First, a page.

Mixed response from English poultry producers to legislation change

Buildings which house livestock are excluded from the changes. Photo: Canva
Buildings which house livestock are excluded from the changes. Photo: Canva

New legislation offering some farmers the potential to apply for new agricultural buildings for a fraction of the cost of full planning permission has received a mixed review as part of a package of measures aimed at helping the sector.

The changes increase the maximum area allowable for development by 50% from 1,000 sqm to 1,500 sqm, but there has been frustration that livestock buildings do not benefit from the change, remaining at the current 1,000 sqm threshold.

Planning consultant Ian Pick said the savings for farmers wanting to put up new agricultural buildings could be substantial: “Under permitted development for a 1,500 square metre site the council fee is £120, whereas on a full planning application it rises to £4,992. If you apply for a new build on a full planning application with the plethora of technical assessment which the council may ask for, you could be spending thousands just for planning permission. If you are able to put it through as a prior notification, then it might only cost you around £1,000.”

Buildings that house livestock excluded

Buildings which house livestock are excluded from the changes, meaning that the most an egg producer could build under permitted development legislation is 1,000 sqm, which is the rough equivalent of a 9,000 bird unit. Other agricultural uses are allowed though, so a new building could be used for processing, storage or training.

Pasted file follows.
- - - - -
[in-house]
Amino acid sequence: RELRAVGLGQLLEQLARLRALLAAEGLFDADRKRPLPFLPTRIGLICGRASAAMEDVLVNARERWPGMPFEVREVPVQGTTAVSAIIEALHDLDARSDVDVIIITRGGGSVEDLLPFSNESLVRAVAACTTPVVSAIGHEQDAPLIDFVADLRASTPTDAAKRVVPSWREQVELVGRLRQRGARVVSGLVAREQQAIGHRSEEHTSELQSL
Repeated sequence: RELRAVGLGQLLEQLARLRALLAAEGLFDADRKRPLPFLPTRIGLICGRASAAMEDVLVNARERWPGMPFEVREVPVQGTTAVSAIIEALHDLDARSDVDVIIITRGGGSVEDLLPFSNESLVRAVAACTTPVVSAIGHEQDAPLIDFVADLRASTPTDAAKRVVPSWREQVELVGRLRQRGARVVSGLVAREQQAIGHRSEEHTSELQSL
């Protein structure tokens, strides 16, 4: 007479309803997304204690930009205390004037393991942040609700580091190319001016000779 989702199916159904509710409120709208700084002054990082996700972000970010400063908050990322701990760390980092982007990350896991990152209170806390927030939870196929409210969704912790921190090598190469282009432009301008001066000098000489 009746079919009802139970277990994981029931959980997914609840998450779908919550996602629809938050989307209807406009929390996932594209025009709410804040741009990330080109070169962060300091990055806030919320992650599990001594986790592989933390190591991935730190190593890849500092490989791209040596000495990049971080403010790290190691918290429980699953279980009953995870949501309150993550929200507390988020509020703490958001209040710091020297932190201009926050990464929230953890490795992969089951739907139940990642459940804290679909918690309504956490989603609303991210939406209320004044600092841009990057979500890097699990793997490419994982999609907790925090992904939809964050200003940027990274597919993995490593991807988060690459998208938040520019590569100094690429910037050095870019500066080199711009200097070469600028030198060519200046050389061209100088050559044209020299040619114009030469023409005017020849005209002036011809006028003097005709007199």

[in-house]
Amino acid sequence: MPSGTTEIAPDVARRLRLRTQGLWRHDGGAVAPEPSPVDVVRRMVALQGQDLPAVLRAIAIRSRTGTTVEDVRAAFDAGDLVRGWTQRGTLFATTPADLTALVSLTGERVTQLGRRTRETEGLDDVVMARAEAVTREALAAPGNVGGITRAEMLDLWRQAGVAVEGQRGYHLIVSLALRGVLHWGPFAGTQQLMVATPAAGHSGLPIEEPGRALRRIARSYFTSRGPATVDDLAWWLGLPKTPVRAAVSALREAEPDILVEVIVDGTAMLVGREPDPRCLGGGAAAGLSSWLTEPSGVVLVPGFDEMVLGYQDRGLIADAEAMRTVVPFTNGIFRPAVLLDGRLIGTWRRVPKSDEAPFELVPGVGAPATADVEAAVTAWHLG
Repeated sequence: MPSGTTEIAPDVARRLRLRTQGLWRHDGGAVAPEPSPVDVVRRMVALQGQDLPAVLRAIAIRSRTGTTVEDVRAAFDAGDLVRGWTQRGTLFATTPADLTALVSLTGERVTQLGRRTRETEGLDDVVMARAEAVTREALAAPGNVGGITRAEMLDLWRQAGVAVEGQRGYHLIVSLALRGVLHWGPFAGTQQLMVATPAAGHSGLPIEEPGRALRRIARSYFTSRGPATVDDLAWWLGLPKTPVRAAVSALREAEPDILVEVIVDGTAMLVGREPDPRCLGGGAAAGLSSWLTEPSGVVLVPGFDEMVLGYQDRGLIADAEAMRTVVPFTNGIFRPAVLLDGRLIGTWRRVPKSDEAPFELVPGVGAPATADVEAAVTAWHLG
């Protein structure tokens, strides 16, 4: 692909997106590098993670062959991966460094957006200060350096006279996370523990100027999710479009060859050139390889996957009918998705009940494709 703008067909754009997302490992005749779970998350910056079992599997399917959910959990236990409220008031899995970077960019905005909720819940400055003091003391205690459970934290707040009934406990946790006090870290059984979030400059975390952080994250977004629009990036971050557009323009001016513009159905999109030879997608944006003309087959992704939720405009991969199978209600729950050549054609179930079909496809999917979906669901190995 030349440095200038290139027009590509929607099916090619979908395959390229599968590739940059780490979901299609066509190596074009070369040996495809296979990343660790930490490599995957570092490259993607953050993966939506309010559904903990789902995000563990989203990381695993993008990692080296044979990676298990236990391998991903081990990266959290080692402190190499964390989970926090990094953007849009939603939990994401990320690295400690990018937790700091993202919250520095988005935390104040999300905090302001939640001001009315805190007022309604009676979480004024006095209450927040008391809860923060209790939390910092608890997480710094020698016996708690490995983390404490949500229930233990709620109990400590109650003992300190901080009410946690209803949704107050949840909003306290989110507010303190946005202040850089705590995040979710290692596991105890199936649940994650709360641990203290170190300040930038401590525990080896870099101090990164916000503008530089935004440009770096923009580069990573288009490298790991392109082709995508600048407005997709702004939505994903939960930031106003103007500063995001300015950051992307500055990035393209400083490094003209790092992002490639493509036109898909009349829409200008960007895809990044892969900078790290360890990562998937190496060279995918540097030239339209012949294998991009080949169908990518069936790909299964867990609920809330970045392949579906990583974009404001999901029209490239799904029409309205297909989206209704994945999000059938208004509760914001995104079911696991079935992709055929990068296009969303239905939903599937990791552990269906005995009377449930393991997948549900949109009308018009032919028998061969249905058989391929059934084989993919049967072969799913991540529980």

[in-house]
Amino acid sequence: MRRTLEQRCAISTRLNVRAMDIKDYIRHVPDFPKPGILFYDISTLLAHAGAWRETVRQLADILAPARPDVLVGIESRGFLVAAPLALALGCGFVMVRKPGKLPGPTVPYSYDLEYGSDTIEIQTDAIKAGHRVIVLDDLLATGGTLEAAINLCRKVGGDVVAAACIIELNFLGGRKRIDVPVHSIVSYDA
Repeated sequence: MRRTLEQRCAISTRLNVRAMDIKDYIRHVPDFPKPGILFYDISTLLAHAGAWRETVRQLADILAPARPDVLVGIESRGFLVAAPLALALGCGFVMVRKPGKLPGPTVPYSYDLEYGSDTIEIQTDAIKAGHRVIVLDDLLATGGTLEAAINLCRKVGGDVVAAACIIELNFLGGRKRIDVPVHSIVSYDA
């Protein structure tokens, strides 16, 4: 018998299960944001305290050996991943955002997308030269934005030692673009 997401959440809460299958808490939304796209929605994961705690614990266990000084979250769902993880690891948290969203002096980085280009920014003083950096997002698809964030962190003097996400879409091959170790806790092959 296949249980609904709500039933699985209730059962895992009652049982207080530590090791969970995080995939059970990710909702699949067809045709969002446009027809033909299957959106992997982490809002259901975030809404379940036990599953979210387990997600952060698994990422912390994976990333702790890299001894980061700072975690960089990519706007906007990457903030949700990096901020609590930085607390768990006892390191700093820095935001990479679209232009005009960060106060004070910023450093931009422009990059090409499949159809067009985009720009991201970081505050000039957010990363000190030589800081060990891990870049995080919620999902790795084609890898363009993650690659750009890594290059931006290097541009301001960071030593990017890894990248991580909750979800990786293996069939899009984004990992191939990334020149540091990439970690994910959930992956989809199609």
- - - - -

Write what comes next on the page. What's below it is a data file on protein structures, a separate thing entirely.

Rachel Hallos, NFU vice president, said she felt the announcement would support the modernisation, expansion and diversification of farms across the country: “These changes are essential opportunities for farmers who wish to diversify their business, allowing them alternative streams of income and the ability to further support their local rural economy.

“However, it is disappointing to see that livestock buildings remain excluded from the changes. While it’s good news that Class Q rights, which allow farmers to convert agricultural buildings into homes, are being expanded as the NFU has long asked for more rural housing, it’s also disappointing that these will not be extended to protected landscapes either. These areas are often the hardest to be developed on and opening up this option for farmers could significantly benefit their local communities.”

Up to now, few poultry farmers have chosen to exercise their options under previous permitted development rules due to their small size. Initially, only 465 square metres was allowed when the scheme was created, rising to 1,000 square metres 5 years ago.”

Applying for permitted development gives the local authority a maximum of 28 days to object to any proposed changes. The onus is on them to satisfy themselves that the site passes a number of checks. In the case of prior notification for livestock, specifically the development must be 400m from the nearest protected dwelling.

Farming minister Mark Spencer said the changes would provide farmers with freedom to decide the best uses for buildings on their land, without needless bureaucracy holding them back. “We are listening to farmers and putting them at the heart of future development of our rural areas. Helping farmers secure their businesses and get on with the important job of producing food is our top priority.”

The amendments deliver on one of the pledges made by the prime minister Rishi Sunak at the recent Farm to Fork Summit.


Tony Mcdougal Freelance Journalist
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